Depending on your background, when you were a child your parents might have told you that your Christmas presents came from Santa Claus. From a supply chain planning perspective, this would have made things difficult for you, since your only source of information was fairly opaque, and you had little insight into the distribution mechanisms for toys and gifts. As a result, you were stuck jumping through whatever holiday hoops were presented to you, whether that was mailing a letter to St. Nick or putting out milk and cookies the night before. Once you realized the truth, however, all bets were off. At that point, you knew that the things that wound up under the tree just came from the toy store, and if you were feeling enterprising you could change your supplier relations to arrive at more favorable terms.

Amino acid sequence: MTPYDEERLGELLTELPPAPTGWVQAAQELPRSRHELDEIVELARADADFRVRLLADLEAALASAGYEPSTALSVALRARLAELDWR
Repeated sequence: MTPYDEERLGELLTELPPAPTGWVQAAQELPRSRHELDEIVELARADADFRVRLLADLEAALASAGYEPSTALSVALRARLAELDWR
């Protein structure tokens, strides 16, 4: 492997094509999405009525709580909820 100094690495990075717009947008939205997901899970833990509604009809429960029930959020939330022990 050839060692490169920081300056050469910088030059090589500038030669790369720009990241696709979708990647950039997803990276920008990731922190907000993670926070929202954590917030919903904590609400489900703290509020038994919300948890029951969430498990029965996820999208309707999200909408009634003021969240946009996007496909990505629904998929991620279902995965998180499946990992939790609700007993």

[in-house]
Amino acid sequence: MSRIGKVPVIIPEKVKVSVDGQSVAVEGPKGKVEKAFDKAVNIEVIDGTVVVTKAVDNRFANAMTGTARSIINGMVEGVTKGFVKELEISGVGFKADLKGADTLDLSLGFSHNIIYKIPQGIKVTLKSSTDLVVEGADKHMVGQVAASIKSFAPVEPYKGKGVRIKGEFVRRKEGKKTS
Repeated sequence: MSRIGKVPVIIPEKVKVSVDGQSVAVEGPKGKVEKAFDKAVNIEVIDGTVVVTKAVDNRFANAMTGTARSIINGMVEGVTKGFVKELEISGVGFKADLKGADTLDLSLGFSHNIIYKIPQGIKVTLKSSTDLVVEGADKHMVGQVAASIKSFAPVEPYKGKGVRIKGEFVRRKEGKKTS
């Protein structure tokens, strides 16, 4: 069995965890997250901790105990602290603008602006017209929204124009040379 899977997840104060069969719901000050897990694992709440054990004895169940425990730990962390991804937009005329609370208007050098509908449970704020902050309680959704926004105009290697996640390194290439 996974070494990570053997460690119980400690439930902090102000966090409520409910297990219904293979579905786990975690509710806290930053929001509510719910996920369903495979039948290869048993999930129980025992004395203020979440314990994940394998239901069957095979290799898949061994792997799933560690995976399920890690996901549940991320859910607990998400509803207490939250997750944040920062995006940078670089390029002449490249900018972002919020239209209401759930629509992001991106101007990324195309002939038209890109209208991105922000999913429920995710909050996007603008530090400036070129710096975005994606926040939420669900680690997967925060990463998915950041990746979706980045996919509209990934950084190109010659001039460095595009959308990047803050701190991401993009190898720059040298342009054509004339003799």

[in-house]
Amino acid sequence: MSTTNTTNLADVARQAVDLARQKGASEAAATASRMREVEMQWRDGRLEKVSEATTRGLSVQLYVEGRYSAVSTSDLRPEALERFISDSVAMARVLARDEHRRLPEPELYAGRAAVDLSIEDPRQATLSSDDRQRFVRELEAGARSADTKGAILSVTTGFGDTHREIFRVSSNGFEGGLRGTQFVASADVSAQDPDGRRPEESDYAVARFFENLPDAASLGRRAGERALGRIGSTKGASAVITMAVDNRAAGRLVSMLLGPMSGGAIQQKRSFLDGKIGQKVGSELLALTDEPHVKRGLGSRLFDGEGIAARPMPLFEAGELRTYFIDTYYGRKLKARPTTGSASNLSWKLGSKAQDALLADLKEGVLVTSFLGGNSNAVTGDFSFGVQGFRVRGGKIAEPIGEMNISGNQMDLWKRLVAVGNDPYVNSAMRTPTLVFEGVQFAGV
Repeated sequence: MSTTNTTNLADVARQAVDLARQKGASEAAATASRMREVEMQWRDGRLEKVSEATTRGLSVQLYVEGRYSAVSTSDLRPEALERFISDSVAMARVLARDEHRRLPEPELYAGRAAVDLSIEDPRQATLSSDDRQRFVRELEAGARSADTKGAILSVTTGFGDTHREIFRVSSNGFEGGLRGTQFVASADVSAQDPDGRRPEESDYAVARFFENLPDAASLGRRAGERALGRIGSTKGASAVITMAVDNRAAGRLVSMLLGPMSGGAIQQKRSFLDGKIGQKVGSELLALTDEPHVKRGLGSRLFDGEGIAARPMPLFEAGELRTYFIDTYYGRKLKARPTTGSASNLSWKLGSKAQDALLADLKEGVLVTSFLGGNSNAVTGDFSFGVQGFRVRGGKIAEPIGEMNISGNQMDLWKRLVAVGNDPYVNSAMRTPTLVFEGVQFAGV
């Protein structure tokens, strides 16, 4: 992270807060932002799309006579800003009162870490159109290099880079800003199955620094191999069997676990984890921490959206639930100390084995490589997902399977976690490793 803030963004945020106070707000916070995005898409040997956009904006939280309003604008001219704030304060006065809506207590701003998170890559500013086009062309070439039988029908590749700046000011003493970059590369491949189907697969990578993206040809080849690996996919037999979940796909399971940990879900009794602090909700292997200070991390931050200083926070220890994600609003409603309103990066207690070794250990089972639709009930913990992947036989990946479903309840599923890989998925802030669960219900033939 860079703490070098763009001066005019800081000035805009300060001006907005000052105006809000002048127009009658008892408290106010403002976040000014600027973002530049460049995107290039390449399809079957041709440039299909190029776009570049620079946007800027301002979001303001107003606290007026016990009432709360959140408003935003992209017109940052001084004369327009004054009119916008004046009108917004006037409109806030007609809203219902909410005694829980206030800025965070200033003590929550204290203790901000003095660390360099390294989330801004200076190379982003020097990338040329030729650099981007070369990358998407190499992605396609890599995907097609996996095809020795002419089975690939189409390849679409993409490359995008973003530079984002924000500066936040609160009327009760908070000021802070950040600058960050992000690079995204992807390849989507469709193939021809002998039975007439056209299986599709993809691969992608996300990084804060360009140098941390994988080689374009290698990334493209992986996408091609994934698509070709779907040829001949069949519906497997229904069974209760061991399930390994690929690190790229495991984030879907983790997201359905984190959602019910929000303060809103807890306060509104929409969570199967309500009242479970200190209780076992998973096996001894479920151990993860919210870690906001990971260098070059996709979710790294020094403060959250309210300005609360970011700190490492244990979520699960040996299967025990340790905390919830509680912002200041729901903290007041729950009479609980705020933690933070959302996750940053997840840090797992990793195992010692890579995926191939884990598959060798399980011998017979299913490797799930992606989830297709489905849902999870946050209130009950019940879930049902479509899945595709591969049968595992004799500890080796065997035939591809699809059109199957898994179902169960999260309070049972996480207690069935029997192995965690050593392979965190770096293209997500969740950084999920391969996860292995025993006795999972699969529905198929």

This example might seem a bit fanciful, but it reflects a real truth about the way that Industry 4.0 is changing the interactions between different touchpoints on the supply chain. Where, in the past, a manufacturer might have struggled to get the data they wanted from their suppliers in a transparent way, new technology like the internet of things (IoT) is changing the calculus when it comes to information sharing. Things that were once considered luxuries are now becoming baselines for collaboration, and businesses are going to have to adapt to these changing realities.
The Data Revolution